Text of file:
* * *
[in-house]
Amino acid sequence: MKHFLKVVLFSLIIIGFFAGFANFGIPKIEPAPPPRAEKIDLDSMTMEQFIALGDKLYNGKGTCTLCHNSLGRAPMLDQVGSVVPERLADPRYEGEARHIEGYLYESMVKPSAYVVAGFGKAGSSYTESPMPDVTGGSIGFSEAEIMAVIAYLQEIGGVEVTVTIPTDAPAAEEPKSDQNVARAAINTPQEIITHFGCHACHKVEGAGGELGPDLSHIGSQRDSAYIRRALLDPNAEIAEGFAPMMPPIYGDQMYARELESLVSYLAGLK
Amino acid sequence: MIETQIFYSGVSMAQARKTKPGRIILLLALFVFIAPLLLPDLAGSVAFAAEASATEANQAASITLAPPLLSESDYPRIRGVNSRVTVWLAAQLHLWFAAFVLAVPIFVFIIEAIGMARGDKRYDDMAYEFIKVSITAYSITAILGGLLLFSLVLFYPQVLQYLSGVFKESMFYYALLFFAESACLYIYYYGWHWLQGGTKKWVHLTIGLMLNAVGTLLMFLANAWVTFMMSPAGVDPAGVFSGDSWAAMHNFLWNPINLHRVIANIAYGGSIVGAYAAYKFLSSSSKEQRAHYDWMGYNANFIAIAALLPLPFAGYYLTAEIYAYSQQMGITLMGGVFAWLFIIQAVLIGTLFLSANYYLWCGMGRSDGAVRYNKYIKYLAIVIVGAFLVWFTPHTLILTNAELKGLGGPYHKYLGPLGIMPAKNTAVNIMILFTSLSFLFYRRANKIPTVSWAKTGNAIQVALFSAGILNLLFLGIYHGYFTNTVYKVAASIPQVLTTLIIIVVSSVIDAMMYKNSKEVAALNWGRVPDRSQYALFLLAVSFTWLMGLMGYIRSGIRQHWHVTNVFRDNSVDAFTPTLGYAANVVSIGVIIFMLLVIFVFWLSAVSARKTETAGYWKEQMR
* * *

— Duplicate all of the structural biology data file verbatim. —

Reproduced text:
[in-house]
Amino acid sequence: MKHFLKVVLFSLIIIGFFAGFANFGIPKIEPAPPPRAEKIDLDSMTMEQFIALGDKLYNGKGTCTLCHNSLGRAPMLDQVGSVVPERLADPRYEGEARHIEGYLYESMVKPSAYVVAGFGKAGSSYTESPMPDVTGGSIGFSEAEIMAVIAYLQEIGGVEVTVTIPTDAPAAEEPKSDQNVARAAINTPQEIITHFGCHACHKVEGAGGELGPDLSHIGSQRDSAYIRRALLDPNAEIAEGFAPMMPPIYGDQMYARELESLVSYLAGLK
Amino acid sequence: MIETQIFYSGVSMAQARKTKPGRIILLLALFVFIAPLLLPDLAGSVAFAAEASATEANQAASITLAPPLLSESDYPRIRGVNSRVTVWLAAQLHLWFAAFVLAVPIFVFIIEAIGMARGDKRYDDMAYEFIKVSITAYSITAILGGLLLFSLVLFYPQVLQYLSGVFKESMFYYALLFFAESACLYIYYYGWHWLQGGTKKWVHLTIGLMLNAVGTLLMFLANAWVTFMMSPAGVDPAGVFSGDSWAAMHNFLWNPINLHRVIANIAYGGSIVGAYAAYKFLSSSSKEQRAHYDWMGYNANFIAIAALLPLPFAGYYLTAEIYAYSQQMGITLMGGVFAWLFIIQAVLIGTLFLSANYYLWCGMGRSDGAVRYNKYIKYLAIVIVGAFLVWFTPHTLILTNAELKGLGGPYHKYLGPLGIMPAKNTAVNIMILFTSLSFLFYRRANKIPTVSWAKTGNAIQVALFSAGILNLLFLGIYHGYFTNTVYKVAASIPQVLTTLIIIVVSSVIDAMMYKNSKEVAALNWGRVPDRSQYALFLLAVSFTWLMGLMGYIRSGIRQHWHVTNVFRDNSVDAFTPTLGYAANVVSIGVIIFMLLVIFVFWLSAVSARKTETAGYWKEQMR